UF defense leads to offensive show
Published: Sunday, January 11, 2004 at 6:01 a.m.
Last Modified: Sunday, January 11, 2004 at 1:55 a.m.
You look at the 95 points and you think offense.
You look at the 65-percent shooting and you think offense.
You look at the 21 assists and you think offense.
Offense is why Florida beat Tennessee on Saturday by such a wide margin. But offense isn't why Florida beat Tennessee.
The Gators won with defense. Suffocating, intimidating defense. Smart and energized at the same time. It wasn't just the press but the half-court defense as well. Maybe more.
Until foul trouble forced the Gators to go to a zone, the press didn't stop when Tennessee got the ball past mid-court. It just got tougher.
"For a full 40 minutes, was it the best half-court defense we've played since I've been here?" David Lee said, repeating the question. "Most definitely."
On a day when even the most ridiculous shots went in, Florida could have won if they had not. From the opening tip, they were inside the jerseys of their opponents. The press resulted in turnovers, the half-court defense in missed shots.
"When they got the ball past half-court," Lee said, "the pressure didn't stop."
Scooter McFadgon, who lit Georgia for 31 points on Wednesday, made three baskets. Point guard C.J. Watson, with the best assist-to-turnover numbers in the league, threw the ball away six times.
"That's what their defense forced me to do," Watson said.
Watson and McFadgon must have seen white jerseys and flailing arms in their sleep Saturday night.
Tennessee had 17 shots that went in. And with the Gators alternating threes with slams, it got ugly.
"When you get to the first TV timeout and your defender has his hands on his knees," said guard Anthony Roberson, "you know you've got him."
The 20 Volunteer turnovers led to 32 Florida points, practically the margin of victory. It was thorough and frenetic throughout, with the Gators never letting up even when the game was in hand, regardless of who was in the game.
In the last 10 minutes, Tennessee made as many baskets as Stick Man. And he didn't have any turnovers.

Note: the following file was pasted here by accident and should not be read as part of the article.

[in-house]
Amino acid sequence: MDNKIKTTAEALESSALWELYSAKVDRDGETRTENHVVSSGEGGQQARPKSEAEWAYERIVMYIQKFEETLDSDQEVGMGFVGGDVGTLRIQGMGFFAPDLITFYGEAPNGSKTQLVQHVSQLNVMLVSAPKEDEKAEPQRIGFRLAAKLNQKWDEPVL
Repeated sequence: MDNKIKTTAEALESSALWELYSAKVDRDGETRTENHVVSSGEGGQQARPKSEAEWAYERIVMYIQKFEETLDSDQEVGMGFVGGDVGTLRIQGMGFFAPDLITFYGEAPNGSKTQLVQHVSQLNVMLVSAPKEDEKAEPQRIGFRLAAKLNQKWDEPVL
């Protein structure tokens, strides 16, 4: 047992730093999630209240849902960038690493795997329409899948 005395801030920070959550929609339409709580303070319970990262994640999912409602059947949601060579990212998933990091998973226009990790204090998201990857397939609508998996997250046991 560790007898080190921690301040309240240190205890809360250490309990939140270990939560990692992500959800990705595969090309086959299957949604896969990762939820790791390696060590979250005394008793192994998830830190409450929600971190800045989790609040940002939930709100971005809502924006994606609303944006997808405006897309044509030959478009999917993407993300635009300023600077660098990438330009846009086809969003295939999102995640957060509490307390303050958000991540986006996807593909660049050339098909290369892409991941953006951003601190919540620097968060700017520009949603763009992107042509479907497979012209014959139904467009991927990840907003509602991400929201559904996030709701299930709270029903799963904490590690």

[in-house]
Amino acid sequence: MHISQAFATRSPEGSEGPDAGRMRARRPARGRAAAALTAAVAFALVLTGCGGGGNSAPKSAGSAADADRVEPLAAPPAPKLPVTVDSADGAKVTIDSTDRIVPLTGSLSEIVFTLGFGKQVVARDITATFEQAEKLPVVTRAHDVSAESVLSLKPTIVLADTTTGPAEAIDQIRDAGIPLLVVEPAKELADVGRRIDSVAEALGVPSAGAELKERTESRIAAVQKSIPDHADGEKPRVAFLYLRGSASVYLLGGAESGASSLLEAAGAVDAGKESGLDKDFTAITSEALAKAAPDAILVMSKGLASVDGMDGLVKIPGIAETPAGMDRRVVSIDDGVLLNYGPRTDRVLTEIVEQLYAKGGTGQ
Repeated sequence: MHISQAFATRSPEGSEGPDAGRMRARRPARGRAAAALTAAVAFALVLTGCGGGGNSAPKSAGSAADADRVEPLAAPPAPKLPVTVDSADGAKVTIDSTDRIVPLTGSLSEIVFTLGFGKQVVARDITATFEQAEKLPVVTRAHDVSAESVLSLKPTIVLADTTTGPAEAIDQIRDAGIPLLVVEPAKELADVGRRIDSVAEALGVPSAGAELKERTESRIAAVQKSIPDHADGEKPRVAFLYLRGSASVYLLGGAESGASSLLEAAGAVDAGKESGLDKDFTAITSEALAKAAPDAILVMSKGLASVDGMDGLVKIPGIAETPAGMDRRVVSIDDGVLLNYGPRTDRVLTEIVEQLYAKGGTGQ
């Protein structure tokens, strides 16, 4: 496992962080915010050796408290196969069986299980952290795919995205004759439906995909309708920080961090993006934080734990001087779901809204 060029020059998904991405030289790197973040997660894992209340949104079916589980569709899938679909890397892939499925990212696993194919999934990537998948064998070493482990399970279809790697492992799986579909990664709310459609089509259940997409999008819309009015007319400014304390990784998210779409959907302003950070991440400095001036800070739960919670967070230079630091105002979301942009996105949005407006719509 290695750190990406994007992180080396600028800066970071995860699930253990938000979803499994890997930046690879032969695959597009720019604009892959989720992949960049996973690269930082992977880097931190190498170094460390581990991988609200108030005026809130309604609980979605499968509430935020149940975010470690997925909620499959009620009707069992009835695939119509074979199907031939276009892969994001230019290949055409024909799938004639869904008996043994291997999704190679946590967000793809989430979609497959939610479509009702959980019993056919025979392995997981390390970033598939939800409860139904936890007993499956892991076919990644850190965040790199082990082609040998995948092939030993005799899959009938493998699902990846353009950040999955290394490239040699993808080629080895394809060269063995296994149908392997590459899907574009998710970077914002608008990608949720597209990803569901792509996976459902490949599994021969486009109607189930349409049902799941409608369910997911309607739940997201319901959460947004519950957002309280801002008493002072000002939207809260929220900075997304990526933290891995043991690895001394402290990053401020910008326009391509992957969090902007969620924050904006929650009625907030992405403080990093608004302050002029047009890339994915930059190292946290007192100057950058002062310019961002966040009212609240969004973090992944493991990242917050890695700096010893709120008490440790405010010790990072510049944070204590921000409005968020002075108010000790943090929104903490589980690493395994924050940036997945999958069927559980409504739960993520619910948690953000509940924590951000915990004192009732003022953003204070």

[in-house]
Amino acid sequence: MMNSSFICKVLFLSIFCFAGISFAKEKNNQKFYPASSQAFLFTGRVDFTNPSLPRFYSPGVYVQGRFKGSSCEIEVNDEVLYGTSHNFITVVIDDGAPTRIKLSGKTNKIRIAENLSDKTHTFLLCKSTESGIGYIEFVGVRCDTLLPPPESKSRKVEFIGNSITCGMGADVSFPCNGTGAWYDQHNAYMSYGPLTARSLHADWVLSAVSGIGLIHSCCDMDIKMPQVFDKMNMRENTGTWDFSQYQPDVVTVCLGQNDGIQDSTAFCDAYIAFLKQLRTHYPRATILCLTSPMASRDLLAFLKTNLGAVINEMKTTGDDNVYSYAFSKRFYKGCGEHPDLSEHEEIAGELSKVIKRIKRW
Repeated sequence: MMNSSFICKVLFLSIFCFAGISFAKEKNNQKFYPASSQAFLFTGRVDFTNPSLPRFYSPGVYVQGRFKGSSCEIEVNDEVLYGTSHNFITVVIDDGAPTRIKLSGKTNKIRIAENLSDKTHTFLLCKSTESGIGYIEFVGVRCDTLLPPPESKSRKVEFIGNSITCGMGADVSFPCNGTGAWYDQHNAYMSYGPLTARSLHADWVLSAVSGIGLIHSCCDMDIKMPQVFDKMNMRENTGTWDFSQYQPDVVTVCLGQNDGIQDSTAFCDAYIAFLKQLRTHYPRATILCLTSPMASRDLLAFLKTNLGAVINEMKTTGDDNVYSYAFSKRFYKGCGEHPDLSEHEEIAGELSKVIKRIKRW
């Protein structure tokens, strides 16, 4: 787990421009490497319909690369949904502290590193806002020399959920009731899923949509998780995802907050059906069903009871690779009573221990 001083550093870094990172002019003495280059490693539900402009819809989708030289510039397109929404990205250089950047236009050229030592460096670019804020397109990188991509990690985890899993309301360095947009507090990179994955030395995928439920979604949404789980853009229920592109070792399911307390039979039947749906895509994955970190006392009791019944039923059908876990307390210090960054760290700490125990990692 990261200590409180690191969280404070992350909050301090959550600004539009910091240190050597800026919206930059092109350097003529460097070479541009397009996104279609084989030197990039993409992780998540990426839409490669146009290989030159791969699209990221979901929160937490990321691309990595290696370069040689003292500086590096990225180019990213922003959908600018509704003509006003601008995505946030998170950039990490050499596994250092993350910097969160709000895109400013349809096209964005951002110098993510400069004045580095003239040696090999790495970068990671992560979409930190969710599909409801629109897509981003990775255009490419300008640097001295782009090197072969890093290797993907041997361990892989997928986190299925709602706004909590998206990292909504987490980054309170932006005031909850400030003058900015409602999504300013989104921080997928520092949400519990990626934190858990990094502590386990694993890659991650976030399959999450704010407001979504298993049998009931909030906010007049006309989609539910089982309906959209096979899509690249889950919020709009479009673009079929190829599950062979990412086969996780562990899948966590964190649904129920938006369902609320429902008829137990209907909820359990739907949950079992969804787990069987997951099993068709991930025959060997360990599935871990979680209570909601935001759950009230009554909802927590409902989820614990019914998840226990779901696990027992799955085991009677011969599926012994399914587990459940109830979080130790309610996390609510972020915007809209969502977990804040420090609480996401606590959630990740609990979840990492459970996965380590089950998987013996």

The Gators took a team that likes to score in transition and made transition impossible. When Florida trapped in the half-court, the Vols looked like they were hoping to just get out of trouble rather than trying to score.
"You want them back on their heels," said guard Matt Walsh. "And a guy like Watson, as good as he is, you just want to wear him down where there's nothing he can do."
This is the message Billy Donovan has been trying to get across to his team, his work in progress. Take it to them and they will wilt. We saw it against Florida State a week ago, but that message seemed to be lost at South Carolina where Florida escaped with a nail-biting win.
More than anything, what this team needs to do now is transfer that intensity, the passion for defense, to the road. It's one thing to feed off the energy of a home crowd, another to do it when hardly anybody in the gym wants you to do well.
But on Saturday, the crowd and the Florida defense sucked the life out of Tennessee. Like a bunch of wild animals, the Gators attacked on both defense and offense.
"Our defense enabled us to get out and do what our guys do well," Donovan said. "Our defense ignited our offense."
The best thing about it for Florida was that the Gators never went into a stretch where they slacked off. When the offense went stagnant for a few minutes, it didn't matter.
That's why the run that you kept waiting for by the Vols never materialized. The closest they got in the second half was 17 points, which was followed by three straight turnovers.
"It was great," said Roberson. "Our defense won out."
The final 38-point margin wasn't a mirage, even if you rarely see anything like that in an SEC game that doesn't involve Kentucky.
For a day anyway, Florida was that much better than Tennessee. And for a day, we were reminded about how good this team can be.
You can reach sports columnist Pat Dooley by e-mail at email@example.com or by calling 374-5053. You can hear Pat weekdays from 4-5 p.m. on WGGG 1230-AM in Gainesville and WMOP 900-AM in Ocala.
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